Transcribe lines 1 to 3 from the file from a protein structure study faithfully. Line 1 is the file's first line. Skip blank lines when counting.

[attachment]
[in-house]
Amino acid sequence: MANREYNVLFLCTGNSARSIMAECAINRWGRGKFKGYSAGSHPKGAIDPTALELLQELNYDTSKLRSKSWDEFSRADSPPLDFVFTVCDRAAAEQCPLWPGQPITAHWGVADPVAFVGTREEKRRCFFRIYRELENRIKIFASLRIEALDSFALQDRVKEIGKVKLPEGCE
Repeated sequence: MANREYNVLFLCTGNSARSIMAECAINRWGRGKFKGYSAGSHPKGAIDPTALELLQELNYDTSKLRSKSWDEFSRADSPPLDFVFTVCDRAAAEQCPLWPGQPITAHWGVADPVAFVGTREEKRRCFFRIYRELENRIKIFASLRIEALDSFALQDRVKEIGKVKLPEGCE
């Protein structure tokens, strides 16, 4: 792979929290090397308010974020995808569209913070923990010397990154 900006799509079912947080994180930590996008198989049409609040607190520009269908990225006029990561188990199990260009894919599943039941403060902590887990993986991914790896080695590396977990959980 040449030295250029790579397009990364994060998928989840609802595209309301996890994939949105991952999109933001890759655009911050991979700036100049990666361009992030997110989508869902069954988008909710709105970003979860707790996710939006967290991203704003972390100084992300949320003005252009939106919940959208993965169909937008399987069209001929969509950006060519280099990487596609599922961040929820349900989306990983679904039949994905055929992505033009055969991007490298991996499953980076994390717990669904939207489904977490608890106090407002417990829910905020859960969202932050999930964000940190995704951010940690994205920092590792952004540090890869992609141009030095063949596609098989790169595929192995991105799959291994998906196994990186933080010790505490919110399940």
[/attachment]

[in-house]
Amino acid sequence: MANREYNVLFLCTGNSARSIMAECAINRWGRGKFKGYSAGSHPKGAIDPTALELLQELNYDTSKLRSKSWDEFSRADSPPLDFVFTVCDRAAAEQCPLWPGQPITAHWGVADPVAFVGTREEKRRCFFRIYRELENRIKIFASLRIEALDSFALQDRVKEIGKVKLPEGCE
Repeated sequence: MANREYNVLFLCTGNSARSIMAECAINRWGRGKFKGYSAGSHPKGAIDPTALELLQELNYDTSKLRSKSWDEFSRADSPPLDFVFTVCDRAAAEQCPLWPGQPITAHWGVADPVAFVGTREEKRRCFFRIYRELENRIKIFASLRIEALDSFALQDRVKEIGKVKLPEGCE